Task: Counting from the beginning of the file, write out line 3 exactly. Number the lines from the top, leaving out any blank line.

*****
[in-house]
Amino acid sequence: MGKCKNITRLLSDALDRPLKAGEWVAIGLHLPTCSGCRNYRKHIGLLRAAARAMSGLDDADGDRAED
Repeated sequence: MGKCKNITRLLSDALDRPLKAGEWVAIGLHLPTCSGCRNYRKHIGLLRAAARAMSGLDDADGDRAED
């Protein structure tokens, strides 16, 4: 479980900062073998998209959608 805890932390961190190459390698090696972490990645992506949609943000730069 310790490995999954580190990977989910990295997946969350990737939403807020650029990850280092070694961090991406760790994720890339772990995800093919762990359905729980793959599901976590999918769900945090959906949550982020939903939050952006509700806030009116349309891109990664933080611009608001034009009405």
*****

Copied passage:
Repeated sequence: MGKCKNITRLLSDALDRPLKAGEWVAIGLHLPTCSGCRNYRKHIGLLRAAARAMSGLDDADGDRAED